The Greatest Warlord
- Hitler, 1936-45: Nemesis by Ian Kershaw
Allen Lane, 1115 pp, £25.00, October 2000, ISBN 0 7139 9229 8
Every reader of Don DeLillo’s White Noise remembers the academic niche that the main character has carved out for himself. As Jack Gladney tells it, ‘when I suggested to the chancellor that we might build a whole department around Hitler’s life and work, he was quick to see the possibilities. It was an immediate and electrifying success.’ Others were equally impressed by the Department of Hitler Studies. ‘You’ve established a wonderful thing here with Hitler,’ says Gladney’s colleague Murray Siskind, visiting lecturer in living icons. ‘I marvel at the effort. It was masterful, shrewd and stunningly pre-emptive. It’s what I want to do with Elvis.’ It’s also what the tabloid magazines once did, with their periodic reports of new Führer sightings. Like Elvis, the man had never died: he had only slipped away to Bolivia.
More disturbing than these droppings of popular culture was the German ‘Hitler wave’ of the 1970s. Historians warned of the dangers of trivialisation; the film-maker Hans-Jürgen Syberberg called the grubby Hitler industry ‘our Disneyland’. But Hitler, the great negative icon of modern times, will not go away. Serious writers seem unable to keep their hands off him, from Beryl Bainbridge’s Young Adolf to George Steiner’s A.H., and the bibliography grows at a pace unmatched by Stalin or Mao. A survey five years ago counted 120,000 pieces of work on Hitler. We have had serious biographers, like Alan Bullock and Joachim Fest, and we have had psycho-historians who put the Führer on the couch or seemed to think that there was some point in counting his testicles (the evidence suggests two). There have, in fact, been as many Hitlers as there are ways of explaining the 20th century: the puppet of German capital, the totalitarian, the demonic snake-charmer, the political bandit. Most recently, German historians have engaged in heated debate over how exactly we should view Hitler’s role within the Third Reich. Was he a man whose blueprint was translated into action by subordinates, or did he stand on top of a ‘polycracy’ of competing power-structures?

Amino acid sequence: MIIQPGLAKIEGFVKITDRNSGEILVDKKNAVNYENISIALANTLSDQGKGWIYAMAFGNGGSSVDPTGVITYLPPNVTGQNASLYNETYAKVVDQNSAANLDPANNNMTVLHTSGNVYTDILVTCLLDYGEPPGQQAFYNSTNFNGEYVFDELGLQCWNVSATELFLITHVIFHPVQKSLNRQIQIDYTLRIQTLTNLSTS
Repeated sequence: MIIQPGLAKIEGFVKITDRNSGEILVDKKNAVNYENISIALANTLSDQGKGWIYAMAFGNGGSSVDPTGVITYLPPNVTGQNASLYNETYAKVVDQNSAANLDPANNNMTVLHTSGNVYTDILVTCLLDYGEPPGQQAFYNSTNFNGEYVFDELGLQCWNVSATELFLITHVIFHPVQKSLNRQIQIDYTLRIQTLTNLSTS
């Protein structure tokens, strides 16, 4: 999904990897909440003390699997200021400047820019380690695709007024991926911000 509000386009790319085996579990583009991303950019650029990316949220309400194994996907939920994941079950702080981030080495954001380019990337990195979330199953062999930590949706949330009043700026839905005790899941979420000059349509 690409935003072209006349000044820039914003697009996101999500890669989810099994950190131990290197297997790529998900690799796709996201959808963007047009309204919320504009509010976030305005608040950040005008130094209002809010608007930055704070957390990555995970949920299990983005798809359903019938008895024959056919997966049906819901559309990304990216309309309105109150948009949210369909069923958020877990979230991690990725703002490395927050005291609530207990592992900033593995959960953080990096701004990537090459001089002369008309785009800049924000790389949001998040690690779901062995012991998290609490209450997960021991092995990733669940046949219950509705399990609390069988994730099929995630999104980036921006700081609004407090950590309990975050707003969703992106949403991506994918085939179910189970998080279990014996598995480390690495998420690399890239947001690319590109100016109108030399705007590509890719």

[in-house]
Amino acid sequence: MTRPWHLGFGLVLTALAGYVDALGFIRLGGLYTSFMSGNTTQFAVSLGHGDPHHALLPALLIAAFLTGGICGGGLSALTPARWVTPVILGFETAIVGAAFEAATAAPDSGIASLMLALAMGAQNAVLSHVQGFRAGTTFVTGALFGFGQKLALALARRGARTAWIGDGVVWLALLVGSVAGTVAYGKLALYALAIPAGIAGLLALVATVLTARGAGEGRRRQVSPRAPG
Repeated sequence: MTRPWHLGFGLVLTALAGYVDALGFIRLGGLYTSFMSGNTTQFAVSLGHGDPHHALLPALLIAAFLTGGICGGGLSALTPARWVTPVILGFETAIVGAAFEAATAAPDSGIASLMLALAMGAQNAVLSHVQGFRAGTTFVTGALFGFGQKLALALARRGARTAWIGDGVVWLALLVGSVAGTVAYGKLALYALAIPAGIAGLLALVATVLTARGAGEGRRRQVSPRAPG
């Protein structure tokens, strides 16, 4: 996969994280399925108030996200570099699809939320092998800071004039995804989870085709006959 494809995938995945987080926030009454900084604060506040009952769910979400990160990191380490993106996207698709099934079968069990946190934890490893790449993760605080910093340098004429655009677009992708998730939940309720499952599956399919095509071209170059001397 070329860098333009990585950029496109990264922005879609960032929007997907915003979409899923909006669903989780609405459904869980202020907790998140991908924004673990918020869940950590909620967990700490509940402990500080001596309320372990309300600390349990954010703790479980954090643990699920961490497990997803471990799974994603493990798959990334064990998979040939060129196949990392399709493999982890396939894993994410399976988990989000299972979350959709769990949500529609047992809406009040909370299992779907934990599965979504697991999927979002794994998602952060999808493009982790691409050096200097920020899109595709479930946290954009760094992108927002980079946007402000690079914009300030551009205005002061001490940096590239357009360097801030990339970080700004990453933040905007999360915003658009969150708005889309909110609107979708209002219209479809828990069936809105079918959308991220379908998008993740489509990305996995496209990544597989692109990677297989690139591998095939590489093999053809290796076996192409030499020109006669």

The argument between ‘intentionalists’ and ‘structuralists’ is where Ian Kershaw came in. Originally a historian of medieval England, he switched tracks in the 1970s to work on the pioneering Bavaria Project led by Martin Broszat, which examined the attitudes of ordinary Germans during the Third Reich. His 1983 book on popular opinion and political dissent in Bavaria reflected this interest. Four year later came ‘The Hitler Myth’: Image and Reality in the Third Reich, a masterpiece best described as a Hitler reception study, followed by a trenchant survey of The Nazi Dictatorship in which he placed himself in the camp of the ‘structuralists’. Even when he turned to writing directly about Hitler, in a slim 1991 contribution to a Profiles in Power series, his approach was, he wrote, ‘in some ways quite non-biographical’. As he noted wryly in the preface to Volume 1 of the present book, subtitled ‘Hubris’ and published in 1998, he arrived at writing his biography from the ‘wrong’ direction, as a sceptic about the genre. This only goes to show the advantages of the reluctant biographer, for Kershaw has succeeded wonderfully well in portraying an altogether believable Hitler while placing him within the political structures and social forces that explain his rise to power and how that power was exercised after 1933.